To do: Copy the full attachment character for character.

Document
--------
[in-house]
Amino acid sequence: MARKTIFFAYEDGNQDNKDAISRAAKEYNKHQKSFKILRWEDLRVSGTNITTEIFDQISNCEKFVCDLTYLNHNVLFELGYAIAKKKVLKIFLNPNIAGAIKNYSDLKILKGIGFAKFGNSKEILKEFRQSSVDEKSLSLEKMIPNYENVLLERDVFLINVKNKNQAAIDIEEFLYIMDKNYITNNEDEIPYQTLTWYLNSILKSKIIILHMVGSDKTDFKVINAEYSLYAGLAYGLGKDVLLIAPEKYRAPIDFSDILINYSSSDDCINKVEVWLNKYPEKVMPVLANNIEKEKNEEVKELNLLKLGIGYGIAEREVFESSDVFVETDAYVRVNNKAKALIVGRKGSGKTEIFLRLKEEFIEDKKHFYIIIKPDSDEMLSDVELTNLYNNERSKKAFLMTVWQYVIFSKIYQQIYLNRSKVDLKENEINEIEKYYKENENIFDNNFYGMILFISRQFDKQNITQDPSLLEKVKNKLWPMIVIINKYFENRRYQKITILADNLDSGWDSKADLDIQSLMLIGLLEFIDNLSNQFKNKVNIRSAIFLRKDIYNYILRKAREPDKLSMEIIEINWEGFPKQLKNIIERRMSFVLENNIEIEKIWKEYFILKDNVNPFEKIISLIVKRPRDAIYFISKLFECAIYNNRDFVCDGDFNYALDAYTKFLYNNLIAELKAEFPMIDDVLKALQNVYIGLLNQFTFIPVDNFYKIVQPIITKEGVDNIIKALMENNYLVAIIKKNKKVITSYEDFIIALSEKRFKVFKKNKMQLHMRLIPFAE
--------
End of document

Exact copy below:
[in-house]
Amino acid sequence: MARKTIFFAYEDGNQDNKDAISRAAKEYNKHQKSFKILRWEDLRVSGTNITTEIFDQISNCEKFVCDLTYLNHNVLFELGYAIAKKKVLKIFLNPNIAGAIKNYSDLKILKGIGFAKFGNSKEILKEFRQSSVDEKSLSLEKMIPNYENVLLERDVFLINVKNKNQAAIDIEEFLYIMDKNYITNNEDEIPYQTLTWYLNSILKSKIIILHMVGSDKTDFKVINAEYSLYAGLAYGLGKDVLLIAPEKYRAPIDFSDILINYSSSDDCINKVEVWLNKYPEKVMPVLANNIEKEKNEEVKELNLLKLGIGYGIAEREVFESSDVFVETDAYVRVNNKAKALIVGRKGSGKTEIFLRLKEEFIEDKKHFYIIIKPDSDEMLSDVELTNLYNNERSKKAFLMTVWQYVIFSKIYQQIYLNRSKVDLKENEINEIEKYYKENENIFDNNFYGMILFISRQFDKQNITQDPSLLEKVKNKLWPMIVIINKYFENRRYQKITILADNLDSGWDSKADLDIQSLMLIGLLEFIDNLSNQFKNKVNIRSAIFLRKDIYNYILRKAREPDKLSMEIIEINWEGFPKQLKNIIERRMSFVLENNIEIEKIWKEYFILKDNVNPFEKIISLIVKRPRDAIYFISKLFECAIYNNRDFVCDGDFNYALDAYTKFLYNNLIAELKAEFPMIDDVLKALQNVYIGLLNQFTFIPVDNFYKIVQPIITKEGVDNIIKALMENNYLVAIIKKNKKVITSYEDFIIALSEKRFKVFKKNKMQLHMRLIPFAE